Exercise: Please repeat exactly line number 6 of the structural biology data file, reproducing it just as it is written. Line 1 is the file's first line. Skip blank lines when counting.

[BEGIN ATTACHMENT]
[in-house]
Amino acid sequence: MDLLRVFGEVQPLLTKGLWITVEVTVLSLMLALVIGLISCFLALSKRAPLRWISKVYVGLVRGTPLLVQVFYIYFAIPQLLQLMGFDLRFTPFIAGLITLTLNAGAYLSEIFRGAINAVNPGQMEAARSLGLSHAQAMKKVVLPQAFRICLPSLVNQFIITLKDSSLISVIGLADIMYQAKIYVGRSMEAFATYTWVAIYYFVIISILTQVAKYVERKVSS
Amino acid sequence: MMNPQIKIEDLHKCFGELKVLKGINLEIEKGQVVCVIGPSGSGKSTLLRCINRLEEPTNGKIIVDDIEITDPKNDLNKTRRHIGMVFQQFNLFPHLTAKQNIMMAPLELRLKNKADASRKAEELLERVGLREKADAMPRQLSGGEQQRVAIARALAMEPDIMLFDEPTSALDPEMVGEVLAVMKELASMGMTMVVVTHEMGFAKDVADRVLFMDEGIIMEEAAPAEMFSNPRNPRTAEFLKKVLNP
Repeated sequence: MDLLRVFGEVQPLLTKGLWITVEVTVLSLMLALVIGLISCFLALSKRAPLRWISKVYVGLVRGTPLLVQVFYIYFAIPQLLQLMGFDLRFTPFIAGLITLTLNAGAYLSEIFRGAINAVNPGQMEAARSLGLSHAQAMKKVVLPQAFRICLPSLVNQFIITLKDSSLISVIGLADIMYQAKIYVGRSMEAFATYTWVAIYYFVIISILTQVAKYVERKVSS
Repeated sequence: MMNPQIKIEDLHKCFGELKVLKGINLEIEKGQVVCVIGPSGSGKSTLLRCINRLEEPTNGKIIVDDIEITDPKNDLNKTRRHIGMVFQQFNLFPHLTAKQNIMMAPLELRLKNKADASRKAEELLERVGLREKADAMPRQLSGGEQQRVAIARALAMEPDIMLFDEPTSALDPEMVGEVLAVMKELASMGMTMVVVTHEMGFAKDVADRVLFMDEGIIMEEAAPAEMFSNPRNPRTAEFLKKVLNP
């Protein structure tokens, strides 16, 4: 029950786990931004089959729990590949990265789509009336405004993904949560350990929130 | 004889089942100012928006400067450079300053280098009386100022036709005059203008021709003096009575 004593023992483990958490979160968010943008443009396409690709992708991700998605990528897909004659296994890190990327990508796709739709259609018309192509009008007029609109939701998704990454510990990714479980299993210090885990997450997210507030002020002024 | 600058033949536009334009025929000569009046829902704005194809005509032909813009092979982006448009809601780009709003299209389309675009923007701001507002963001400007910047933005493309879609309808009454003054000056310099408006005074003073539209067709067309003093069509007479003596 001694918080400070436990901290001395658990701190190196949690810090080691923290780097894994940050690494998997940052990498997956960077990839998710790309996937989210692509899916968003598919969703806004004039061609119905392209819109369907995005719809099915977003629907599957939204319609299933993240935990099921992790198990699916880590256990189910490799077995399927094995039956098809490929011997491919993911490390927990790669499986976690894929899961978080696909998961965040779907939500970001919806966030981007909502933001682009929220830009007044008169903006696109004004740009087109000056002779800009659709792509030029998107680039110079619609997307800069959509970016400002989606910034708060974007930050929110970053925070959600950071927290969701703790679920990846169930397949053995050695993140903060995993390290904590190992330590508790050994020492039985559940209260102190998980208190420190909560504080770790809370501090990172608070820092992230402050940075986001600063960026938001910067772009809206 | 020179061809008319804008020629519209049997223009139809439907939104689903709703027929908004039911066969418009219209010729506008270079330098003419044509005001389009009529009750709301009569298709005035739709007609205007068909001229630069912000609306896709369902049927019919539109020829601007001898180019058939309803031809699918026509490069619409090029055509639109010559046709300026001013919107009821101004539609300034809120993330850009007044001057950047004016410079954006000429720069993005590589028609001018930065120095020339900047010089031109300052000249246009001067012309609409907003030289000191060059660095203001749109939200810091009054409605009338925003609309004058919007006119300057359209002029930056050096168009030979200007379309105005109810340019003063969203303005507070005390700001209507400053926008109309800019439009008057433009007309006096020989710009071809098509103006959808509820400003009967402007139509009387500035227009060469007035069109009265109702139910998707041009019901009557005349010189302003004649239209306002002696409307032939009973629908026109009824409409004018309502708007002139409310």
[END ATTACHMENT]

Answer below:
């Protein structure tokens, strides 16, 4: 029950786990931004089959729990590949990265789509009336405004993904949560350990929130 | 004889089942100012928006400067450079300053280098009386100022036709005059203008021709003096009575 004593023992483990958490979160968010943008443009396409690709992708991700998605990528897909004659296994890190990327990508796709739709259609018309192509009008007029609109939701998704990454510990990714479980299993210090885990997450997210507030002020002024 | 600058033949536009334009025929000569009046829902704005194809005509032909813009092979982006448009809601780009709003299209389309675009923007701001507002963001400007910047933005493309879609309808009454003054000056310099408006005074003073539209067709067309003093069509007479003596 001694918080400070436990901290001395658990701190190196949690810090080691923290780097894994940050690494998997940052990498997956960077990839998710790309996937989210692509899916968003598919969703806004004039061609119905392209819109369907995005719809099915977003629907599957939204319609299933993240935990099921992790198990699916880590256990189910490799077995399927094995039956098809490929011997491919993911490390927990790669499986976690894929899961978080696909998961965040779907939500970001919806966030981007909502933001682009929220830009007044008169903006696109004004740009087109000056002779800009659709792509030029998107680039110079619609997307800069959509970016400002989606910034708060974007930050929110970053925070959600950071927290969701703790679920990846169930397949053995050695993140903060995993390290904590190992330590508790050994020492039985559940209260102190998980208190420190909560504080770790809370501090990172608070820092992230402050940075986001600063960026938001910067772009809206 | 020179061809008319804008020629519209049997223009139809439907939104689903709703027929908004039911066969418009219209010729506008270079330098003419044509005001389009009529009750709301009569298709005035739709007609205007068909001229630069912000609306896709369902049927019919539109020829601007001898180019058939309803031809699918026509490069619409090029055509639109010559046709300026001013919107009821101004539609300034809120993330850009007044001057950047004016410079954006000429720069993005590589028609001018930065120095020339900047010089031109300052000249246009001067012309609409907003030289000191060059660095203001749109939200810091009054409605009338925003609309004058919007006119300057359209002029930056050096168009030979200007379309105005109810340019003063969203303005507070005390700001209507400053926008109309800019439009008057433009007309006096020989710009071809098509103006959808509820400003009967402007139509009387500035227009060469007035069109009265109702139910998707041009019901009557005349010189302003004649239209306002002696409307032939009973629908026109009824409409004018309502708007002139409310």